TBILISI (Reuters)–Ex-Soviet Georgia’s parliament demanded on Thursday that Moscow pay rent for the Russian army’s last two bases in the country–the latest move in a long-running tussle over Russian troops that Georgia wants to send home.
Deputy Finance Minister Lasha Zhvaniya said Russia owed more than $710 million in rent for the bases since the collapse of the Soviet Union–and more to clean up pollution caused by the soldiers.
Lawmakers gave President Eduard Shevardnadze three months to agree a deal with the Russian authorities. The Georgian demand would poke a large hole in Russia’s already overstretched $9.6 billion annual military budget.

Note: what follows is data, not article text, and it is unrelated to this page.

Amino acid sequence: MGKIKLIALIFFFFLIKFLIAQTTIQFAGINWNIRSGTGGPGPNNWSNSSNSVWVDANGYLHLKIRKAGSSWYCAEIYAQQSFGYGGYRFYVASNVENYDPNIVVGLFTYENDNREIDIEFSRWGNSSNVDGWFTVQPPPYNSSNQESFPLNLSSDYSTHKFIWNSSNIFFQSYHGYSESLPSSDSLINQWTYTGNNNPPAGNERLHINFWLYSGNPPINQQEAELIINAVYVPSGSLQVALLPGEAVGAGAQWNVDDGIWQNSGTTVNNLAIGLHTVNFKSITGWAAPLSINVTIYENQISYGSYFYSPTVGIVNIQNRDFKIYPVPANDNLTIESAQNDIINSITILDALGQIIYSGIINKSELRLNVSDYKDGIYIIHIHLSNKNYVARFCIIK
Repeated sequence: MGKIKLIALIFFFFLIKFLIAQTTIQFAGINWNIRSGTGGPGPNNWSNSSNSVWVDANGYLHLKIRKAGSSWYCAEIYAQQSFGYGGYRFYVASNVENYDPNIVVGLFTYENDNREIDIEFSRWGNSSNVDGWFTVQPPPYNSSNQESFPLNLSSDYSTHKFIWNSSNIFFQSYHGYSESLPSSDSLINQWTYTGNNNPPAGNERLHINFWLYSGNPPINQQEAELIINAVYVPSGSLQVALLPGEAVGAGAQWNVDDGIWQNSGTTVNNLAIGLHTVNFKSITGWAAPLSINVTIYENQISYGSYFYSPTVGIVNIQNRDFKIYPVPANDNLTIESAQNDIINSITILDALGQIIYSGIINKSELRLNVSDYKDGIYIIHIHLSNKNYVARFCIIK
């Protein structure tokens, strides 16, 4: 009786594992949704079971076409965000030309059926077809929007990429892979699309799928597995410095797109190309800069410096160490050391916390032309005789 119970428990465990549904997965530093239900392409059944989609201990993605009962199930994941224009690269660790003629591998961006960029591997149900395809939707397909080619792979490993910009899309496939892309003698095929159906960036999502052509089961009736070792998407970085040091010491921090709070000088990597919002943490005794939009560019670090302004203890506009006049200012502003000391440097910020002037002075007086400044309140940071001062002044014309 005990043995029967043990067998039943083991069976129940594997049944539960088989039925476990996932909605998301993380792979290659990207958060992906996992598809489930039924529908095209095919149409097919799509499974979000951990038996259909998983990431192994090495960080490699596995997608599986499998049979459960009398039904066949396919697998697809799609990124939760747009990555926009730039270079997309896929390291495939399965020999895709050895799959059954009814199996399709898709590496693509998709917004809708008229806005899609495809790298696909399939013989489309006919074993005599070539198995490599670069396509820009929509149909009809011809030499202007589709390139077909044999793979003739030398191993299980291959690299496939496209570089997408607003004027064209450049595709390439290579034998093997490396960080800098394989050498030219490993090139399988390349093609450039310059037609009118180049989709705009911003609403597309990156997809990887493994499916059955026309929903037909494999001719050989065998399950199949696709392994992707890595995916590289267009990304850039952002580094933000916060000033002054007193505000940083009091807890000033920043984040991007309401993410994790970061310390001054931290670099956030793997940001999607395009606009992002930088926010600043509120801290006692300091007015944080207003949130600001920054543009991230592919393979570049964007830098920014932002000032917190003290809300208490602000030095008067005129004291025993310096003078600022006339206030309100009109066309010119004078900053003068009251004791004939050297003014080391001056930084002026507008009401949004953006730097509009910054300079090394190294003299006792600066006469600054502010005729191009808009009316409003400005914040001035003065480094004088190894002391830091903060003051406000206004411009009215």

Georgia has adopted a pro-Western policy since independence but its repeated deman’s for the Russian army to leave have gone unheeded–contrary to international convention and Russia’s own practice in other parts of the former communist bloc.
Russia closed two other bases in August 2001–but says it will be unable to withdraw its troops for more than a decade for logistical reasons. Observers say it is stalling to counter US influence in Georgia–where the US is training the army.
Parliament frequently raises the Russian troop issue at times when relations with Moscow are tense–as when Russia threatened in September to strike Chechen camps in Georgia. Moscow regularly accuses Tbilisi of sheltering rebels.